A compilation of "endo-friendly" alternatives for some of the basic ingredients....
Milk, wheat and sugar – these three foods or ingredients are common in the everyday diet and probably seem the most difficult to adapt for the endometriosis diet. Sugar and dairy is advised to be omitted from your diet as these foods cause inflammation and can make the symptoms of endometriosis worse. They also seem to be responsible for causing endo belly for many.
It is also advised to replace wheat with other grains, as there are compounds in modern wheat called phytic acid, and this compound seems to be a problem for those with endometriosis. Additionally, changing from wheat to a gluten free diet has helped many by reducing their pain and inflammation.
Fortunately, there are plenty of alternatives available, and many of these optional ingredients are becoming easier to find, not only in health food stores, but in the big super-markets as well.
Below is a list of options or alternatives for each of these foods.
Milk is a very common ingredient in certain recipes, especially sauces and desserts, but in fact almost any liquid can be used as a substitute. Water, nut and seed milks, fruit juice, or rice milk can be used depending on the recipe. If you want richness, nut milks, coconut milk or rice milk is a better option.
Fruit juice adds sweetness, and rice milk has its own sweetness. Nut and seed milks are very good on cereal, made into healthy milk shakes, or used for cooking in recipes. All have no cholesterol, are low in saturated fat and some are even low in total fat.
You can also purchase substitute milk made from soy, but soy is advised to be excluded in your diet when you have endometriosis as it is has high levels of phyto-estrogens. Soy can also impair the absorption of key nutrients.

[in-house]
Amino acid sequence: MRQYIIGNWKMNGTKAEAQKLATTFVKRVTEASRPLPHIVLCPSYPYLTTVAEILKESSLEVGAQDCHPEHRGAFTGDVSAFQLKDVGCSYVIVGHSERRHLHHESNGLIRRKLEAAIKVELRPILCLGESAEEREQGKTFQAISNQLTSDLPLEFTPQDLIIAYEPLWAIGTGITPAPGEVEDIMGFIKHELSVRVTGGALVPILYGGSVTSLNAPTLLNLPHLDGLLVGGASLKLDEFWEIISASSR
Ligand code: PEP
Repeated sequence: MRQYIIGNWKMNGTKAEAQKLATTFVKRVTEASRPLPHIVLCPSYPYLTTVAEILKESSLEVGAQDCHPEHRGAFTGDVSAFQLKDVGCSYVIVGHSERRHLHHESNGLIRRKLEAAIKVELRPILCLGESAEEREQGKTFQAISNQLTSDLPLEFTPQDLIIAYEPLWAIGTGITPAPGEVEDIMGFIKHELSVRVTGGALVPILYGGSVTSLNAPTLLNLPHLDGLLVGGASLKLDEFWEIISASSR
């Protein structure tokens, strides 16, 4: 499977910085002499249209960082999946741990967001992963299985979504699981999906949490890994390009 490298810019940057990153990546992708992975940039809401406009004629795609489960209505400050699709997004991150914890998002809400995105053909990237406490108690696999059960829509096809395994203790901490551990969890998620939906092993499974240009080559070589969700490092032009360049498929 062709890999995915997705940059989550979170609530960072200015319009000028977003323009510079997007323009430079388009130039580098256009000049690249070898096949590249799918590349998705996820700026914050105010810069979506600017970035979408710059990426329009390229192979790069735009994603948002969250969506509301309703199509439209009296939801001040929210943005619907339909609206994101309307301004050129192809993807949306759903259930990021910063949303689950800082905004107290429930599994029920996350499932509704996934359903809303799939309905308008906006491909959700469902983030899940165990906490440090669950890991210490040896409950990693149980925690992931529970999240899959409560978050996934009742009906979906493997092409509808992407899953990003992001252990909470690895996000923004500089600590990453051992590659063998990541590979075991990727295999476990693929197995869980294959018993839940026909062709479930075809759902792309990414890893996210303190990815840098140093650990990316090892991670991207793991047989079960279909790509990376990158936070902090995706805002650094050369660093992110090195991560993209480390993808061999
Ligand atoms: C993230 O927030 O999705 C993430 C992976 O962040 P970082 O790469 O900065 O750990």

Nut and seed milks are also very good in creamy soups, sauces, puddings and ice cream, where the extra richness really makes them special. Rice and almond milk is available at natural food stores. Both of these milks taste quite good. They tend to be on the sweet side, but are fine to be used as a substitute in cooking, for drinking, or on cereals.
Coconut milk is another option and is readily available in supermarkets. It is one ingredient that is commonly used in Asian cooking and has a lovely creamy taste, which makes it ideal to use in desserts.
Just a word of caution about coconut milk:
You need to be cautious and ensure you are not buying coconut milk that has additives and one in particular to be aware of is carrageenan as it has been found to cause inflammation.
Researchers have found that carrageenan can trigger an inflammatory response in the body due to its unique chemical structure. Carrageenan helps to thicken the milk and give it a good texture, and it is also used to prevent the separation of the liquids within the milk. If you are unable to find coconut milk with carrageenan, you can mix coconut cream with water to make your own coconut milk.
Alternatives to milk for everyday use
The common alternatives to cow’s milk you can find in health stores include:
Varieties of Alternative Sweeteners
On a diet for Endometriosis, one of the ingredients to cut down to a minimum is sugar due to it causing inflammation. Also the regime for a diet to combat Candida is to eliminate sugar intake totally.
There is far too much sugar in the average Western diet and it can be found in surprising places in convenience foods. Table sugar is usually made from beets, corn, or cane (a relative of wheat), or a blend of all three.
Following a healthy diet to eliminate sugar seems difficult if you want to include sweets/puddings, baking, and cakes in your diet, or you prefer sweetener in your drinks.
There are fortunately other alternatives that do not have the same inflammatory ill-health effects as sugar. If you shop at natural food stores, you will find a wide variety of natural sweeteners. Under no circumstances should you replace sugar with artificial sweeteners – they are exceedingly toxic.
When baking cookies, muffins, and cakes, try adding fruit juice, dates, bananas, or fruit puree to replace the sweetness required in your recipe.
Download the Shopping list for the endometriosis diet
Alternatives to Wheat Flour
Many grains can be used to replace wheat. I have included most of the gluten free alternative flours you can use. Listed below are other flours that you need to omit for the endometriosis diet if you wish to be gluten free or the grain is closely related to wheat.
However, some of the alternatives to wheat flour can be used in small amounts, especially if they are mixed with other flours.
Here is a basic list of flours and their properties: